1. Similarly, how do you monetize the Internet of Things, or more practically - the productive result thereof (e.g., a smarter building)? o Given that energy is still fairly inexpensive throughout most of North American and Europe, what is the incentive(s)? o The IoT creates endless possibilities of what could be done to make buildings smarter, yet what catalysts focus and drive the investments to leverage it? o What are the tangible / measurable financial returns?

In our series of articles, we will be sharing the insights and experiences of industry professionals from a variety of backgrounds, specialties and regions of the world. This will include:
1. Building systems (integration, interrogation, or intelligence);
2. Building performance, certification & management (active, passive, proactive, predictive);
3. Building service (delivery & performance of providers, predictability of issues, speed of resolution v. speed of response).
It may be helpful for us to describe what we referred to as ‘intelligent’ buildings v. what is being defined as an IoT-enabled ‘smart’ building:
o ‘Intelligent’ has traditionally referred to buildings being wired for connectivity (between systems), data availability & access, and pre-programmed interoperability. Networked buildings could be monitored & controlled as one ‘entity’, and via TCP/IP, managed anywhere from anywhere. Still, conditions could only be controlled if they were measured. They had to be sensed to be measured, and sensing was expensive. Plus, what was most important was the environment, and what it cost to create & maintain that environment. Throw in people – those darn occupants! – and now the system has to deal with constant variability.
o ‘Smart’ buildings, as described per the IoT affect, implies more tangible improvements, such as :
- ‘Wired’ goes away as a prerequisite, replaced by varied, and increasingly inexpensive wireless media;
- Pre-programming for a binary effect (e.g., either do it, or don’t do it) gives way to more deliberative, information-driven, and more comprehensive potential responses;
- The greater likelihood for predictive, or pre-emptive responses to changes in conditions, or a range of now inter-related conditions;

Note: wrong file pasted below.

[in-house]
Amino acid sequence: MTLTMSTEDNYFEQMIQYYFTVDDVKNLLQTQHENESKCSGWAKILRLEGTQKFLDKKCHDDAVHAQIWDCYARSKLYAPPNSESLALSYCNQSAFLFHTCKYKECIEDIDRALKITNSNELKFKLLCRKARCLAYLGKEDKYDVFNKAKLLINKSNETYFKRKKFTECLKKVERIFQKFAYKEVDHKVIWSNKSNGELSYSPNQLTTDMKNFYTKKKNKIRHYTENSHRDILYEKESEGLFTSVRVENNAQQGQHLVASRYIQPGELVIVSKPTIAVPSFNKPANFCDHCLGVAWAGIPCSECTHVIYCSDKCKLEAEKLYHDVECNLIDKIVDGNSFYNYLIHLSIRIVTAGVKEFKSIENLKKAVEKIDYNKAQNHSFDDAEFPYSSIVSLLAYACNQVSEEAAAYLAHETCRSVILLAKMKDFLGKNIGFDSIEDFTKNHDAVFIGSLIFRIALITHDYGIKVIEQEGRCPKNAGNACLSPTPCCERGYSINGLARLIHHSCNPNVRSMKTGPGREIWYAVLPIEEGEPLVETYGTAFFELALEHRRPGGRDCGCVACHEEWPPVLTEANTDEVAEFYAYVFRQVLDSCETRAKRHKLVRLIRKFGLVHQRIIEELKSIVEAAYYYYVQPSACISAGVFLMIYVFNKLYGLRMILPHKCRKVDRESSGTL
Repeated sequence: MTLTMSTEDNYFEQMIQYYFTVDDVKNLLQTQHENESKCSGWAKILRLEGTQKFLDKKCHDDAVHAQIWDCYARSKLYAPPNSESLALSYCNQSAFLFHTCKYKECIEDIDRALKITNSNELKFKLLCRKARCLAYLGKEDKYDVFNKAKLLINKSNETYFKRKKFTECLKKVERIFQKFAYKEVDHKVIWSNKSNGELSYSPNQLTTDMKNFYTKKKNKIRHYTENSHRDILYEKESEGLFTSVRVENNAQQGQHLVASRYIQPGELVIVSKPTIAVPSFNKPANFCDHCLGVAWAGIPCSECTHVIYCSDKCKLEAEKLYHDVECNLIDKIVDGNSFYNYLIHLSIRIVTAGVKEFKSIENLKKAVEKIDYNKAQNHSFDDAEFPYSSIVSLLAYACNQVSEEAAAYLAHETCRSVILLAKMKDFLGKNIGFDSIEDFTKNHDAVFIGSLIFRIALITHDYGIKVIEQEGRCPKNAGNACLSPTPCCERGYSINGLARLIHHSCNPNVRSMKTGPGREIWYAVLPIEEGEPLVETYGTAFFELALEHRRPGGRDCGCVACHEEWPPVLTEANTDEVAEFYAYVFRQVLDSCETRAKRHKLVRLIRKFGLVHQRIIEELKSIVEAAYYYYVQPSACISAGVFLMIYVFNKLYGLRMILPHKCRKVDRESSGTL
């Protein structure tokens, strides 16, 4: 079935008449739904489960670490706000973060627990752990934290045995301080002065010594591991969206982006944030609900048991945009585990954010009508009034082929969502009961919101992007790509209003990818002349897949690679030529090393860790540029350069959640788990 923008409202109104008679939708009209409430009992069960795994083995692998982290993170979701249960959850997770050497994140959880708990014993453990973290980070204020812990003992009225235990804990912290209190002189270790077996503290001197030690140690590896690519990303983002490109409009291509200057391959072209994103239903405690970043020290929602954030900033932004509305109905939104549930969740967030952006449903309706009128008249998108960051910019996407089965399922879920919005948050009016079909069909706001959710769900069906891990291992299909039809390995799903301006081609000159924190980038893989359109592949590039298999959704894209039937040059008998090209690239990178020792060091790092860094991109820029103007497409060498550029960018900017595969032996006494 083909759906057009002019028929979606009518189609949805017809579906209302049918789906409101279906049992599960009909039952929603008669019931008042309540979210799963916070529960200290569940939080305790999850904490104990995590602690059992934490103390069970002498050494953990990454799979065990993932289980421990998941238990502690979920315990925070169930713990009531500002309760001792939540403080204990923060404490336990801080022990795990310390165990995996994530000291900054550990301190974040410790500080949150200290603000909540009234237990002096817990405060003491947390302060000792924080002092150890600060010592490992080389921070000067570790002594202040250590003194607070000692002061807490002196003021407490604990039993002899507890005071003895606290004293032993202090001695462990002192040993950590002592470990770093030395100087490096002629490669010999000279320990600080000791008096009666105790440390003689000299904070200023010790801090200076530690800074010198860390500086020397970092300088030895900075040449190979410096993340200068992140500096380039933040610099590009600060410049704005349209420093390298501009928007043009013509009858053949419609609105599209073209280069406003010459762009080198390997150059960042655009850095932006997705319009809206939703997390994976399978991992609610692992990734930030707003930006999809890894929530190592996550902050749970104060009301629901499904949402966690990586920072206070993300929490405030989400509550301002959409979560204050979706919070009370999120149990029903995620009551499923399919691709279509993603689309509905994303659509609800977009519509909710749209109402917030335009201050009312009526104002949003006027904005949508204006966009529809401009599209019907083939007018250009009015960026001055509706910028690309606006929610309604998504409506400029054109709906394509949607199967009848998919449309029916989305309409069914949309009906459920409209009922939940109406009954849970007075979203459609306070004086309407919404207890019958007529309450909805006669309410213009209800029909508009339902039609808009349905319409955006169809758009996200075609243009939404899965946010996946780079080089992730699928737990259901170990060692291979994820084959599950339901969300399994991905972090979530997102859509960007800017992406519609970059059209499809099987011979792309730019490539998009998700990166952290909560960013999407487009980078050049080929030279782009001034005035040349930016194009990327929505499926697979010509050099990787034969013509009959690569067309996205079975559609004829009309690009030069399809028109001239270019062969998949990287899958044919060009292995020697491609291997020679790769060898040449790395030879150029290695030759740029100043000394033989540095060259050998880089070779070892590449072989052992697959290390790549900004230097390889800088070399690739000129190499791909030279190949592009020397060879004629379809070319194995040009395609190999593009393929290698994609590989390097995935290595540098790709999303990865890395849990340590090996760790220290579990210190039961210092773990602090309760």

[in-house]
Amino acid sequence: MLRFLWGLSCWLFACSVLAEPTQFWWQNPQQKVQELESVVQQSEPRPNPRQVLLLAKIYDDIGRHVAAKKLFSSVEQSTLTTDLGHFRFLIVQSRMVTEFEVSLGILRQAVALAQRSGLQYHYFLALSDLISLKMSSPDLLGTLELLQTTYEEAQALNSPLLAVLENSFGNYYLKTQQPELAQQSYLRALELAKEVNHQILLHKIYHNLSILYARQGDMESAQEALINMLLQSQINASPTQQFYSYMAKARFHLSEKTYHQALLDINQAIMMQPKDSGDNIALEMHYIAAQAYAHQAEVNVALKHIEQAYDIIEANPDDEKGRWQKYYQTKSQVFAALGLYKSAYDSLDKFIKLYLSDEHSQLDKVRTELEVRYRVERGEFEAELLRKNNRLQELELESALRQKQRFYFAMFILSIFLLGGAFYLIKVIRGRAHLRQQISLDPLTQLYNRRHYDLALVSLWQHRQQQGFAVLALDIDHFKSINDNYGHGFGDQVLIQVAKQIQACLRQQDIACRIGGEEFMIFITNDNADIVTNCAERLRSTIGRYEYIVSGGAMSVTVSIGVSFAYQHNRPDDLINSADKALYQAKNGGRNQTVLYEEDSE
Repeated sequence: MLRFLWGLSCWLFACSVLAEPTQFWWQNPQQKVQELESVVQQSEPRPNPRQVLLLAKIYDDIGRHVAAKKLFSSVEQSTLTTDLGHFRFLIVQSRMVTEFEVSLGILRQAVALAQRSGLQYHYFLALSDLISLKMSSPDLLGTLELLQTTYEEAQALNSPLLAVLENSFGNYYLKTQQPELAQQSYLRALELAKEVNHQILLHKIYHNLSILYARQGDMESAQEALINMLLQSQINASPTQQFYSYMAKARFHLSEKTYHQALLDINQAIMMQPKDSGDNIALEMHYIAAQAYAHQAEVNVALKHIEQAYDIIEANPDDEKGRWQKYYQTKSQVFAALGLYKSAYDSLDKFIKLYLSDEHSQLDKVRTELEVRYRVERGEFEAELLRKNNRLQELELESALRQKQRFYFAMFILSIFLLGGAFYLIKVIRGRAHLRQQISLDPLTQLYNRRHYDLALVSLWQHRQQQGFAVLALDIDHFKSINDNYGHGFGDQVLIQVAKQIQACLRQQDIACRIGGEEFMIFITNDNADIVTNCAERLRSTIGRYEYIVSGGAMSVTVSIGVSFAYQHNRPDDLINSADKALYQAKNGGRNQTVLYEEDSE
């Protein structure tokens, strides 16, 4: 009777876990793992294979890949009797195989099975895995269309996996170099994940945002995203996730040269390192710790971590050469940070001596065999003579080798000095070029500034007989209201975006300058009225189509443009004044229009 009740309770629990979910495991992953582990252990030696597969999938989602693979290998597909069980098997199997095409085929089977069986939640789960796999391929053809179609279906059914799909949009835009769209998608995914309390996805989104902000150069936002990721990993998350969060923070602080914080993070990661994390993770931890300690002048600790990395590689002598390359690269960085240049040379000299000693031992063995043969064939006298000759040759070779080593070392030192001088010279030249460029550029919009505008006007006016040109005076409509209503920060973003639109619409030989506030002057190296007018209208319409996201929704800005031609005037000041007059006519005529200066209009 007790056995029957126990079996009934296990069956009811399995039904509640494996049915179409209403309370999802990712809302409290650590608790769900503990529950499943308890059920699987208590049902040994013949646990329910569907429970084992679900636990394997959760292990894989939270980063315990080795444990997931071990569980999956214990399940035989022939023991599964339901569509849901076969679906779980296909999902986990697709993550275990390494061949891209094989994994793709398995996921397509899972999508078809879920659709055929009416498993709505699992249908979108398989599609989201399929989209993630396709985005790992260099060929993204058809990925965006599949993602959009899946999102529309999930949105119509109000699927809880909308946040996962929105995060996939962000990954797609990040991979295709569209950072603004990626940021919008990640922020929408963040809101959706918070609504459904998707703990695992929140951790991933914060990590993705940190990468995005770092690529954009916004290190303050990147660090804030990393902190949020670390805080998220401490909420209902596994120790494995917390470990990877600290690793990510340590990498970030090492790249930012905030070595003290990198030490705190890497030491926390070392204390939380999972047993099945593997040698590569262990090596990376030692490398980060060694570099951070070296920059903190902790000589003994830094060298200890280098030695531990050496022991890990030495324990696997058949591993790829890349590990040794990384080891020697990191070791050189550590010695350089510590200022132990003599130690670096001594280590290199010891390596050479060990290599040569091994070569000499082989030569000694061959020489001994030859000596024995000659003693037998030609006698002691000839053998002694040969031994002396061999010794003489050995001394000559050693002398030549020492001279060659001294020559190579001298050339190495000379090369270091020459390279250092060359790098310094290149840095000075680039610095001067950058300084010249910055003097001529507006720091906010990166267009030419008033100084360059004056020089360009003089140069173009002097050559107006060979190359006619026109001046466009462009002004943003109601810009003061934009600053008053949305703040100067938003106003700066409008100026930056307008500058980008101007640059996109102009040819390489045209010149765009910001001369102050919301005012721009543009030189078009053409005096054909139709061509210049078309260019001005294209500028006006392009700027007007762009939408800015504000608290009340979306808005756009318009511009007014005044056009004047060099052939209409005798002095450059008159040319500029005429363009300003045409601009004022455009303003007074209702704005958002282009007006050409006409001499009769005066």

- Improved responses that can be enabled by data sets and rules about operating conditions of significantly better quality than before, made possible by a myriad of inexpensive, more powerful sensors sensing more. These data may be the result of more and more precise information captured within a specific building, or of comparative sets of data (representing best practices or ranges) from dozens, hundreds or thousands of similar buildings worldwide;
- The identification, presence, and programmed / learned preferences and behaviors of the occupants, such that they are the focus and conditions around them are the variables;
- Move from detecting and correcting anomalies to predicting / pre-empting / perfecting systems operation, occupant comfort and safety, and measurable improvements in building performance and efficiency.

There is more to come in our series. Our input to date has pointed us to a great deal of excitement about the IoT-enabled smart building possibilities & benefits, though also some caution. In some ways, the ‘Intelligent’ building phase was also a ‘craze’, with more hype than payback. Beyond the hype potential, the IoT presents some significant management issues, not the least of which is separating what is technically possible from what is eminently practical. Access to, and security of what is cloud-based is a serious concern, as are the costs of managing all these captured data. There are also the demographic shifts affecting those who are supposed to make these smarter buildings actually perform. When utilization of the power & features built into building automation systems has historically ranged between 10-15%, mainly by Baby Boomers and Gen-Xers, who is going to step forward and fully embrace the potential of IoT-enabled smart buildings?